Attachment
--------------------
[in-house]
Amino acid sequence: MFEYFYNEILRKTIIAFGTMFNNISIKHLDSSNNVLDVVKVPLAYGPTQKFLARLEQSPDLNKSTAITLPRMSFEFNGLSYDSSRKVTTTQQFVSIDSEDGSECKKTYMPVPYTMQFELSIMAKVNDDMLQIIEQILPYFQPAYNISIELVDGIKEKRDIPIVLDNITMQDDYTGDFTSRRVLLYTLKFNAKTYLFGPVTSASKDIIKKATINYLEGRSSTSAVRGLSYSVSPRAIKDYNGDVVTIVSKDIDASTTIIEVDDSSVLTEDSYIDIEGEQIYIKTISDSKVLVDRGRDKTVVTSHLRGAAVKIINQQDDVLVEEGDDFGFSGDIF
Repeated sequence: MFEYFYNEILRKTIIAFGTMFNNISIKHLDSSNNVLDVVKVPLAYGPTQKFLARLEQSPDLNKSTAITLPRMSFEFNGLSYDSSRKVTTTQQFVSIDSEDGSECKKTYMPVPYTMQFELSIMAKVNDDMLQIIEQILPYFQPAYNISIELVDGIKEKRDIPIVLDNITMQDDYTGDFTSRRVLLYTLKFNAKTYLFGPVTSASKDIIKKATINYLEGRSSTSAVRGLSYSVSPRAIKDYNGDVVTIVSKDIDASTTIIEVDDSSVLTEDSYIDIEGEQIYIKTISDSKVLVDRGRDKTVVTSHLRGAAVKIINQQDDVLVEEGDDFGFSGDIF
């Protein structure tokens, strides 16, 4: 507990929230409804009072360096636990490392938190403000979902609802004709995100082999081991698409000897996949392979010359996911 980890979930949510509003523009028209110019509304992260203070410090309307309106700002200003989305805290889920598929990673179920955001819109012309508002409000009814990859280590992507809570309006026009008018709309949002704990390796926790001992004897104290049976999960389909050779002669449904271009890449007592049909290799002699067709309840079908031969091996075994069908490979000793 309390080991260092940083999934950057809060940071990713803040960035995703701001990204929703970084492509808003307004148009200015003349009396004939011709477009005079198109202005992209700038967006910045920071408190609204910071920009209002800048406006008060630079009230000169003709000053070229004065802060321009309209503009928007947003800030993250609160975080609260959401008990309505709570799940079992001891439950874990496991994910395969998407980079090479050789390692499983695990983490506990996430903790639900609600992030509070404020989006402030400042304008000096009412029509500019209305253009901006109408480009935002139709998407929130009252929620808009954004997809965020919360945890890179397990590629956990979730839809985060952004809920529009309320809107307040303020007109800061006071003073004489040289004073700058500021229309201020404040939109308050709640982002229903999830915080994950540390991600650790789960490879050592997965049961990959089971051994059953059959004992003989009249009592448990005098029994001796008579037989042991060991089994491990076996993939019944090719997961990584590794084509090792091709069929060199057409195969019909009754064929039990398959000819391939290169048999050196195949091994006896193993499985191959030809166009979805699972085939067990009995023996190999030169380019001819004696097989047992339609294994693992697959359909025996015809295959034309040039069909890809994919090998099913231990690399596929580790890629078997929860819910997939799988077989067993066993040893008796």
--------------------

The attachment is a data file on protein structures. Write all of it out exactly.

[in-house]
Amino acid sequence: MFEYFYNEILRKTIIAFGTMFNNISIKHLDSSNNVLDVVKVPLAYGPTQKFLARLEQSPDLNKSTAITLPRMSFEFNGLSYDSSRKVTTTQQFVSIDSEDGSECKKTYMPVPYTMQFELSIMAKVNDDMLQIIEQILPYFQPAYNISIELVDGIKEKRDIPIVLDNITMQDDYTGDFTSRRVLLYTLKFNAKTYLFGPVTSASKDIIKKATINYLEGRSSTSAVRGLSYSVSPRAIKDYNGDVVTIVSKDIDASTTIIEVDDSSVLTEDSYIDIEGEQIYIKTISDSKVLVDRGRDKTVVTSHLRGAAVKIINQQDDVLVEEGDDFGFSGDIF
Repeated sequence: MFEYFYNEILRKTIIAFGTMFNNISIKHLDSSNNVLDVVKVPLAYGPTQKFLARLEQSPDLNKSTAITLPRMSFEFNGLSYDSSRKVTTTQQFVSIDSEDGSECKKTYMPVPYTMQFELSIMAKVNDDMLQIIEQILPYFQPAYNISIELVDGIKEKRDIPIVLDNITMQDDYTGDFTSRRVLLYTLKFNAKTYLFGPVTSASKDIIKKATINYLEGRSSTSAVRGLSYSVSPRAIKDYNGDVVTIVSKDIDASTTIIEVDDSSVLTEDSYIDIEGEQIYIKTISDSKVLVDRGRDKTVVTSHLRGAAVKIINQQDDVLVEEGDDFGFSGDIF
């Protein structure tokens, strides 16, 4: 507990929230409804009072360096636990490392938190403000979902609802004709995100082999081991698409000897996949392979010359996911 980890979930949510509003523009028209110019509304992260203070410090309307309106700002200003989305805290889920598929990673179920955001819109012309508002409000009814990859280590992507809570309006026009008018709309949002704990390796926790001992004897104290049976999960389909050779002669449904271009890449007592049909290799002699067709309840079908031969091996075994069908490979000793 309390080991260092940083999934950057809060940071990713803040960035995703701001990204929703970084492509808003307004148009200015003349009396004939011709477009005079198109202005992209700038967006910045920071408190609204910071920009209002800048406006008060630079009230000169003709000053070229004065802060321009309209503009928007947003800030993250609160975080609260959401008990309505709570799940079992001891439950874990496991994910395969998407980079090479050789390692499983695990983490506990996430903790639900609600992030509070404020989006402030400042304008000096009412029509500019209305253009901006109408480009935002139709998407929130009252929620808009954004997809965020919360945890890179397990590629956990979730839809985060952004809920529009309320809107307040303020007109800061006071003073004489040289004073700058500021229309201020404040939109308050709640982002229903999830915080994950540390991600650790789960490879050592997965049961990959089971051994059953059959004992003989009249009592448990005098029994001796008579037989042991060991089994491990076996993939019944090719997961990584590794084509090792091709069929060199057409195969019909009754064929039990398959000819391939290169048999050196195949091994006896193993499985191959030809166009979805699972085939067990009995023996190999030169380019001819004696097989047992339609294994693992697959359909025996015809295959034309040039069909890809994919090998099913231990690399596929580790890629078997929860819910997939799988077989067993066993040893008796």